In Warren v Bailey, the Claimant was found to have lacked capacity when entering an agreement compromising liability at 50/50. Arden LJ and Ward LJ reached the opposite conclusion to that expressed by Chadwick LJ. Arden LJ reasoned (again obiter) that the starting point was that a compromise of proceedings is not valid unless approved by the Court and there was nothing in the CPR which suggested that this should be disapplied by virtue of the fact that the Defendant was not aware of the Claimant’s lack of capacity at the material time.
Bean J held that none of these cases had decided the issue before him in the present proceedings. Nevertheless, he considered it highly significant that obiter dicta of the Court of Appeal in one case were fully considered, and disapproved, by the obiter dicta of a majority in a later case.
Bean J went on to conclude that, on the basis of statutory interpretation alone, CPR Part 21 applies to invalidate a consent judgment involving a protected party reached without the appointment of a litigation friend and the approval of the court, even where the individual's lack of capacity was unknown to anyone acting for either party at the time of the compromise. In reaching this conclusion he held (paragraph 28) that:
"It is significant that CPR 21.10 applies to claims made ‘by’ as well as ‘on behalf of’ a protected party; and that ‘protected party’ is defined by CPR 21.1(2) as ‘a party, or an intended party, who lacks capacity to conduct the proceedings.’ In other words, a party who in fact lacks capacity to conduct the proceedings is protected (or, in 2003 terminology, was a patient) even though he or she has not been officially declared to be such and is not acting by a litigation friend. It should also be noted that the rule applies whether or not the party in question is legally represented."
The Judge went on to hold that policy considerations would support the same conclusion. Whilst there is a public interest in certainty and finality in litigation, he noted that there is also a public interest in the protection of vulnerable people who lack the mental capacity to conduct litigation, holding (at paragraph 30) that:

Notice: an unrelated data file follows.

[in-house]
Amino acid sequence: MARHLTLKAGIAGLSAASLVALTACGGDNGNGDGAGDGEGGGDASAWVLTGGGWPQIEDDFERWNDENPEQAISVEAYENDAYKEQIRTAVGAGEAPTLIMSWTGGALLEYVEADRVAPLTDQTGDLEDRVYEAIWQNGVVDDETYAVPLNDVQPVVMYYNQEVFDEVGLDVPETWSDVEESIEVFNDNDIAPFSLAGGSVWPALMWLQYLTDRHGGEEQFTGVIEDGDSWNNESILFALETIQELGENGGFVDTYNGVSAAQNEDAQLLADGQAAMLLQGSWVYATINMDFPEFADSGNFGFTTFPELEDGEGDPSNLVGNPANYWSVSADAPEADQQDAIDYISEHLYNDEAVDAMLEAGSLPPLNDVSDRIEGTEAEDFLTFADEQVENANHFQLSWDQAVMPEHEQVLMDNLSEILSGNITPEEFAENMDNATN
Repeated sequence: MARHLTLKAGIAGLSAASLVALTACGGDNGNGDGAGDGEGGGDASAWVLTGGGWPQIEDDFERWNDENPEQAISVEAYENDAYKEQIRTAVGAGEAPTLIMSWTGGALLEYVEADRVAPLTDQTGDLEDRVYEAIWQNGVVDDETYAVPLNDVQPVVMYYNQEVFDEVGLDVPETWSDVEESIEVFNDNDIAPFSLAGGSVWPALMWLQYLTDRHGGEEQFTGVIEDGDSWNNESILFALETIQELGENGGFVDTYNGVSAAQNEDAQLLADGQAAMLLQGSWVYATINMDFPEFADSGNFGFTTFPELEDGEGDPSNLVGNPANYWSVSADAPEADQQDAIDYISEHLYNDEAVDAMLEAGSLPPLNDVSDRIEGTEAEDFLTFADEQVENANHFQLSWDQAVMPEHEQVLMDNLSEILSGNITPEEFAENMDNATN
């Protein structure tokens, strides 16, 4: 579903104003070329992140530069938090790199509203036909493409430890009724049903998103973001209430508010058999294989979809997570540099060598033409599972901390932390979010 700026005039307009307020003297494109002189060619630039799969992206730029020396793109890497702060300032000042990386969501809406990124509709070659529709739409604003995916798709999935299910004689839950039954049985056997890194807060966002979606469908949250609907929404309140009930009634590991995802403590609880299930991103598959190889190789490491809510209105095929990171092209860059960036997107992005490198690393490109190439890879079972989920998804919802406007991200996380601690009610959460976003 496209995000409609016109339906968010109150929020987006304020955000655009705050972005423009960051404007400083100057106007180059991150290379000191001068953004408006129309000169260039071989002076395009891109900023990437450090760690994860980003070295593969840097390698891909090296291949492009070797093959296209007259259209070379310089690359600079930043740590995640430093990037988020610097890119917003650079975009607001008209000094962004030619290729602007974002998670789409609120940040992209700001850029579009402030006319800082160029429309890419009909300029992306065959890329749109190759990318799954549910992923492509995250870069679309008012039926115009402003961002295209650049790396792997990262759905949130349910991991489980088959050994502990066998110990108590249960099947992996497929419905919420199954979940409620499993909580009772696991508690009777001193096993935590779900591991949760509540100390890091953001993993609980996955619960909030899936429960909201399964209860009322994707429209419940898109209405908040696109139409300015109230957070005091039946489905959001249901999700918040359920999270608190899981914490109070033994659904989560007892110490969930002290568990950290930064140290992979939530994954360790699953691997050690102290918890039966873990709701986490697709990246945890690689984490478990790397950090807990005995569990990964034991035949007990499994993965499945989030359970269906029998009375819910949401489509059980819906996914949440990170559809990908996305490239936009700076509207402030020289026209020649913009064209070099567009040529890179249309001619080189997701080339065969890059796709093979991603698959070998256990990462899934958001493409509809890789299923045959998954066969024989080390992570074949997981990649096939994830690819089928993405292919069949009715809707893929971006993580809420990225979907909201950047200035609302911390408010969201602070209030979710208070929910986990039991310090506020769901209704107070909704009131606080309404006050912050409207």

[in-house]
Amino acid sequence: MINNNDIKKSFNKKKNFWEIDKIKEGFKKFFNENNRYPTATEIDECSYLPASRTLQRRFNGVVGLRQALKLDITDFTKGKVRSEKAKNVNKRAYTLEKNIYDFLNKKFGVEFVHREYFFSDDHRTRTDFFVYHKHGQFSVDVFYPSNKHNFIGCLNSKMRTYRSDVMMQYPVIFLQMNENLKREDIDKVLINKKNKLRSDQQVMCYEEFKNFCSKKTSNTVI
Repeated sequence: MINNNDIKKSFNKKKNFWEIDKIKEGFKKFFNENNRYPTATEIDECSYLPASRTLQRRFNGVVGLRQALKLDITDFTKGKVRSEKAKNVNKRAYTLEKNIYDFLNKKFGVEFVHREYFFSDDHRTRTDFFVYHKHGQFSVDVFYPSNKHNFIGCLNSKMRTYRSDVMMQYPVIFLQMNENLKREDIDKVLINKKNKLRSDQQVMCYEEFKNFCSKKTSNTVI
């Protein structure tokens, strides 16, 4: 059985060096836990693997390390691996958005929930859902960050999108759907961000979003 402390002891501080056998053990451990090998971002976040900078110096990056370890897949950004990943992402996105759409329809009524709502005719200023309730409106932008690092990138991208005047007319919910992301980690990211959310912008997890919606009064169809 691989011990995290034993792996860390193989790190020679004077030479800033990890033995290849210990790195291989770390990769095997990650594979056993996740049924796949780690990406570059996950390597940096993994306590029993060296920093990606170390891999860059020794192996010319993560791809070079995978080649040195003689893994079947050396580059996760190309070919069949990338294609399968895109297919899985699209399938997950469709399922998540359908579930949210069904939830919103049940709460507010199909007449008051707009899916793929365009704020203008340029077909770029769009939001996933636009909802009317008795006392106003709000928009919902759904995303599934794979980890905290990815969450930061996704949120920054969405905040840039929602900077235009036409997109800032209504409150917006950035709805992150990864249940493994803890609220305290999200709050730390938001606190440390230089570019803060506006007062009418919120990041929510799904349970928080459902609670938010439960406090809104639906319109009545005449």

"If Chadwick LJ's Imperial Loan point is right it must apply equally to unrepresented parties, of whom there are likely to be more in the future. It is not difficult to imagine the case of a claimant who is capable of signing and posting an acceptance form sent by a loss adjuster, but who (unknown to the defendant or the loss adjuster) is incapable of managing his affairs. It would be disturbing if the ‘compromise’ reached by such a person could not be reopened."
We have noted both the previous decisions in this case in previous issues of our newsletters. Bean J has followed the robust approach adopted by Ward LJ in the Court of Appeal and this judgment further emphasises the need to provide direct redress to the Claimant although she could (and indeed has) issued proceedings against her legal representatives in negligence. This decision is therefore highly relevant to both Court of Protection and also Personal Injury Practitioners and underscores the need to consider the issue of capacity when entering in to any consent order, particularly if the proposed settlement appears to be under value.
The decision is not, however, the final word, as the Supreme Court will be hearing in due course the Defendant’s appeal against both the decision of the Court of Appeal as to Ms Burgin’s capacity to enter into the compromise agreement and (thanks to the grant of permission by Bean J for a ‘leapfrog’ appeal) the appeal against Bean J’s conclusions as to the effect of CPR 21.10.